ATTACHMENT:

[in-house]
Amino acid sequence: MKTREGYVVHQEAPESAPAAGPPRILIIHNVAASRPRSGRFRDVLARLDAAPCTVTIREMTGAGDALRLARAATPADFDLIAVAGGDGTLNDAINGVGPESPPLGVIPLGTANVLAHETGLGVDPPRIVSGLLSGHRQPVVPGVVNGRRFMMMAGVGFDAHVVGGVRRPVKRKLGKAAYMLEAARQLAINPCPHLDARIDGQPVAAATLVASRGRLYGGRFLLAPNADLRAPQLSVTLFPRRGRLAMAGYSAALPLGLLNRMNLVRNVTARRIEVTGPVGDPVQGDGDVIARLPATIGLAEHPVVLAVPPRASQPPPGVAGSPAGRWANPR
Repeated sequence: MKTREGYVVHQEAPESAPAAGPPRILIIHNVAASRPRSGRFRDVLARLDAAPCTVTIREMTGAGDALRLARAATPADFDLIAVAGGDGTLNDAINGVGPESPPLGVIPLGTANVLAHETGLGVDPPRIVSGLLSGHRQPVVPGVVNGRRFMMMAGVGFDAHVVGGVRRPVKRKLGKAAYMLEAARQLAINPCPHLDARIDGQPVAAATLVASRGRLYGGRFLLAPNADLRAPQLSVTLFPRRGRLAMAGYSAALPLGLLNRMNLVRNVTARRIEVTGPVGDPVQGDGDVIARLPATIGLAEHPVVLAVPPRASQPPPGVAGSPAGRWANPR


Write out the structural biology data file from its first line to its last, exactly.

[in-house]
Amino acid sequence: MKTREGYVVHQEAPESAPAAGPPRILIIHNVAASRPRSGRFRDVLARLDAAPCTVTIREMTGAGDALRLARAATPADFDLIAVAGGDGTLNDAINGVGPESPPLGVIPLGTANVLAHETGLGVDPPRIVSGLLSGHRQPVVPGVVNGRRFMMMAGVGFDAHVVGGVRRPVKRKLGKAAYMLEAARQLAINPCPHLDARIDGQPVAAATLVASRGRLYGGRFLLAPNADLRAPQLSVTLFPRRGRLAMAGYSAALPLGLLNRMNLVRNVTARRIEVTGPVGDPVQGDGDVIARLPATIGLAEHPVVLAVPPRASQPPPGVAGSPAGRWANPR
Repeated sequence: MKTREGYVVHQEAPESAPAAGPPRILIIHNVAASRPRSGRFRDVLARLDAAPCTVTIREMTGAGDALRLARAATPADFDLIAVAGGDGTLNDAINGVGPESPPLGVIPLGTANVLAHETGLGVDPPRIVSGLLSGHRQPVVPGVVNGRRFMMMAGVGFDAHVVGGVRRPVKRKLGKAAYMLEAARQLAINPCPHLDARIDGQPVAAATLVASRGRLYGGRFLLAPNADLRAPQLSVTLFPRRGRLAMAGYSAALPLGLLNRMNLVRNVTARRIEVTGPVGDPVQGDGDVIARLPATIGLAEHPVVLAVPPRASQPPPGVAGSPAGRWANPR